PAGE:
Brooke Jones, Bryn Mawr College’s first Chief Investment Officer
8yrs at Carnegie Corp, 3yr Stanford MC, Fulbright Scholar, MBA Stanford, BS, U Penn WhartonRead More »
African-American investment professionals. . . better late than never!
Last week Columbia University announced that Ms. Kim Y. Lew, chief investment officer and thirteen-year veteran of the Carnegie Corporation, will join Columbia’s $10.9 billion Investment Management Company as CEO on November 2nd.
She won’t have far to move. Her new office is located about eight blocks south and three blocks east of her present location in mid-town Manhattan.
This hire is a big deal and the search committee — Columbia University’s board of directors, President Lee C. Bollinger, and EVP of finance Anne Sullivan — shattered several glass ceilings when they welcomed Ms. Lew on board.
Gender is a formidable barrier for females in finance. On our latest list of the top one hundred endowment chief investment officers pre-Ms. Lew, there are only sixteen women.
[This is pre-Kim Lew and Brooke Jones, both moves announced last week. Ms. Jones was Kim Lew’s investment director and will move to Bryn Mawr College as CIO next month. Dekia Scott, 19 years at Southern Company, was promoted to CIO in June]
Fortunately, Columbia’s search committee was more interested in talent and ability than race, gender, or religion when they selected Ms. Lew.
[Our full interview with Ms. Lew is just below]
We see a lot of boilerplate in the nonprofit world about how “we don’t discriminate.”
But, truth be told, if you are a woman, or more pointedly, an African-American woman in asset management, you face gale-force headwinds as you scale the institutional precipice.
How bad is it?
For over thirty years we have followed the careers of several thousand investment heads at Wall Street investment and money center banks, hedge funds, insurance companies, and nonprofits.
Within our global database we have about six-hundred-fifty chief investment officers at endowments, foundations, hospitals, public pensions, associations, and charities. . . yet we can find only fifteen African-American CIOs among them, a minuscule two percent, of which, with the recent promotions of Ms. Jones, and Scott, seven are female.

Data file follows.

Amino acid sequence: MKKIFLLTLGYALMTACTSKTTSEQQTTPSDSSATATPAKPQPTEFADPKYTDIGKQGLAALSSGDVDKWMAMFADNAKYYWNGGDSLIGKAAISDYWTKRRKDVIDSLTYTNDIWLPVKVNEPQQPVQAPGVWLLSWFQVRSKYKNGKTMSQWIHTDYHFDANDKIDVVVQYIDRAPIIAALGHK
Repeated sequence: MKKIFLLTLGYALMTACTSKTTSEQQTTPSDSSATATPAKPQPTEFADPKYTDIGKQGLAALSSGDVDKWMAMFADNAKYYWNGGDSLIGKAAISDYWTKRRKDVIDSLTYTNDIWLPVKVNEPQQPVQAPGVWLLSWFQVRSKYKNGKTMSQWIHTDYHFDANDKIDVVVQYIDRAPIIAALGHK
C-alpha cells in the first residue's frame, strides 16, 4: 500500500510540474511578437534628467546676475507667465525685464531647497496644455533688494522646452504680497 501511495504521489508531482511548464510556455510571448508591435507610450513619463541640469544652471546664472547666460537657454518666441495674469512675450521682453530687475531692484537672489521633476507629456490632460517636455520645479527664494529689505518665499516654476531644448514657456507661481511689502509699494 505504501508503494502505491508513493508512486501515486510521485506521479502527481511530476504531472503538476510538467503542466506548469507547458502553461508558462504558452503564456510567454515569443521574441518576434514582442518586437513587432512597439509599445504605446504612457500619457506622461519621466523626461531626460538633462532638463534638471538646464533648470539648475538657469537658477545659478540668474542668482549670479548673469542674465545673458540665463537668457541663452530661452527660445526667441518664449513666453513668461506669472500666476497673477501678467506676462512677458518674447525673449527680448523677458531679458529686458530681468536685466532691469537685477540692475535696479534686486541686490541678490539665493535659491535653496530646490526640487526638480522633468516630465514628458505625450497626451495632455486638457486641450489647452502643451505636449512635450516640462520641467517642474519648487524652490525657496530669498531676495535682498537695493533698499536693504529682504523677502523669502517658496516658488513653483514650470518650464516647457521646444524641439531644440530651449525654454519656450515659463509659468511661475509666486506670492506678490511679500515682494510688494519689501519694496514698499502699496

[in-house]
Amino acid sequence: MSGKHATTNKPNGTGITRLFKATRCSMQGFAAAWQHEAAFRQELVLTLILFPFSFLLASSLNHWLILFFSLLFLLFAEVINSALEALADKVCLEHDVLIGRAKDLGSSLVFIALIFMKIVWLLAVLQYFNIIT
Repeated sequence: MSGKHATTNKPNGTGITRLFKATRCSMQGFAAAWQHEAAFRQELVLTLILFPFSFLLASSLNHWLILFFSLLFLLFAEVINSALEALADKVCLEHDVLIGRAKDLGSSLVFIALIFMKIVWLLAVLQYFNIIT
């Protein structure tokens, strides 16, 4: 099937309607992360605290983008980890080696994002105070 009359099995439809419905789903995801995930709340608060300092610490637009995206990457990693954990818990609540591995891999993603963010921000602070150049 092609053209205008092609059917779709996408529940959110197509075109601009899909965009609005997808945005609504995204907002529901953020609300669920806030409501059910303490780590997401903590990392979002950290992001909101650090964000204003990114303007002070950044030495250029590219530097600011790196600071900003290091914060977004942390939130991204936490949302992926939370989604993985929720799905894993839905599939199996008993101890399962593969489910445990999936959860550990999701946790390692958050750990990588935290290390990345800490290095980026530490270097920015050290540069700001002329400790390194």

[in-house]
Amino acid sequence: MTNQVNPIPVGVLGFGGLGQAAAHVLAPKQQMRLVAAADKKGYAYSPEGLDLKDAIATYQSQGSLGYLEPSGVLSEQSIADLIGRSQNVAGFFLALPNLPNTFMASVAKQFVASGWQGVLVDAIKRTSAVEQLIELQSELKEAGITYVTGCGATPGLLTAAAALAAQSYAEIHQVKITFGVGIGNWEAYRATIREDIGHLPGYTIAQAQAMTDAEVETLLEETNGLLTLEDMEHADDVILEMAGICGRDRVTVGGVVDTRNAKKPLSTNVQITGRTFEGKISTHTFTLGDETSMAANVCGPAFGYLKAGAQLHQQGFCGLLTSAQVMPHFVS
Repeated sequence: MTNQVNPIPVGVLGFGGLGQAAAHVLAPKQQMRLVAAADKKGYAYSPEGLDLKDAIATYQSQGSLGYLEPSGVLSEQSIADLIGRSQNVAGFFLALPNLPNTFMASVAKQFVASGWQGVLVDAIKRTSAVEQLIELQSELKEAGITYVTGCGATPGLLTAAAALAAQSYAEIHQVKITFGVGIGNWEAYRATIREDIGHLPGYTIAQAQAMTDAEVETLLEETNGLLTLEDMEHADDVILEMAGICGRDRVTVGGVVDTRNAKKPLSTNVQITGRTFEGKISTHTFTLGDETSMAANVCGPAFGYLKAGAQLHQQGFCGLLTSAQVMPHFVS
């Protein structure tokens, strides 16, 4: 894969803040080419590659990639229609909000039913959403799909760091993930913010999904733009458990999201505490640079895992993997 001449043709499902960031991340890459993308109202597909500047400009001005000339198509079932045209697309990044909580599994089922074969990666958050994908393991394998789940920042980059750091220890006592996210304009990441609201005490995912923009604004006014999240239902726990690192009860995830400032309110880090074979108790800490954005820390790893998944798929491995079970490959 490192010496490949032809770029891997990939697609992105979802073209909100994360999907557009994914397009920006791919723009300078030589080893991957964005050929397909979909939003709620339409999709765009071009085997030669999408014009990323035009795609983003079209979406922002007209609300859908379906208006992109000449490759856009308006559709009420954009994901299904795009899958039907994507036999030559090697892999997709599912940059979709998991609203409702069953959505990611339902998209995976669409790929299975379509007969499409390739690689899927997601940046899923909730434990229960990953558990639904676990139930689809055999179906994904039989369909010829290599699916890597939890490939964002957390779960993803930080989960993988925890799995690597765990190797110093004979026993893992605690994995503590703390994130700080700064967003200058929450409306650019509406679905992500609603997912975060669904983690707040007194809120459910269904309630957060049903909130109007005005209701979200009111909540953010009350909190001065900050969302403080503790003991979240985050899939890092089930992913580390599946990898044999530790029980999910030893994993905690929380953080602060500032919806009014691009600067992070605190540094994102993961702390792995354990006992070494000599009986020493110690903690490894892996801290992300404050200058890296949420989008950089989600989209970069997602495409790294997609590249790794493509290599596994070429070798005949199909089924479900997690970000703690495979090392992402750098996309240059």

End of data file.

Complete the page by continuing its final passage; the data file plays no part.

The dismal reality is that an African-American woman working in institutional investment management has a better chance of storming her way across the Korean DMZ than becoming a chief investment officer at a major American endowment or foundation.
AFRICAN-AMERICAN CHIEF INVESTMENT OFFICERS
AT US TAX-EXEMPT INSTITUTIONS
Kim Y. Lew, CEO (Oct 2020), Columbia U Investment Mgmt. Co.
Brooke Jones, CIO (Oct 2020), Bryn Mawr College
Charmel Maynard, CIO/Treasurer, U of Miami, FL
Frank Bello, CIO Howard U
Robert “Danny” Flanigan Jr., CIO/Treasurer, Spelman College
Joseph Boateng, CIO, Casey Family Programs
Rukaiyah Adams, CIO, Meyer Memorial Trust
Nickol Hackett, CIO, Joyce Foundation
Bola Olusanya, CIO, The Nature Conservancy
Dekia M. Scott, CIO, Southern Company
Bryan Lewis, CIO, US Steel
Mansco Perry III, ExecDir/CIO, MN State Board of Investments
Angela Miller-May, CIO, Chicago Teachers’ Pension Fund
Cheryl Alston, CIO, Employees Retirement Fund City of Dallas
Alex Done, CIO, Bureau of Asset Management, NYC retirement system
Source: Charles Skorina & Company
[Our apologies if we have missed anyone. Please email me if you’re not on the list]
Kelli Washington, managing director of investments at the Cleveland Clinic, wrote an excellent op-ed piece for ai-CIO magazine about what it’s like to be an African-American woman in finance.
And Vicki Fuller, former CIO at the New York Commons, was kind enough to share her views on being female and African-American on Wall Street and at the Commons in our interview two years ago.
We should mention that Columbia is not the only eminent New York institution to give women and minorities a fair shot.
The honorable Thomas P. DiNapoli, state comptroller, has led the charge for years, promoting Raudline Etienne, then Vicki Fuller, and now Anastasia Titarchuk to the top investment position at the $207bn New York Commons.
But, as we see from the data, these are rare exceptions.
When I interview women in the investment industry and ask how they first became interested in investment finance, it’s almost always because early on they had a role model.
Someone in the family or a family friend, someone they met in high school or college who worked in finance and took the time to explain what they did and why they liked the job.
Let’s hope the entire investment community will follow Columbia’s example and hire, develop, and promote more role models like the intrepid band of women (and men) cited in this piece.
Ms. Kim Y. Lew, a Bronx StoryRead More »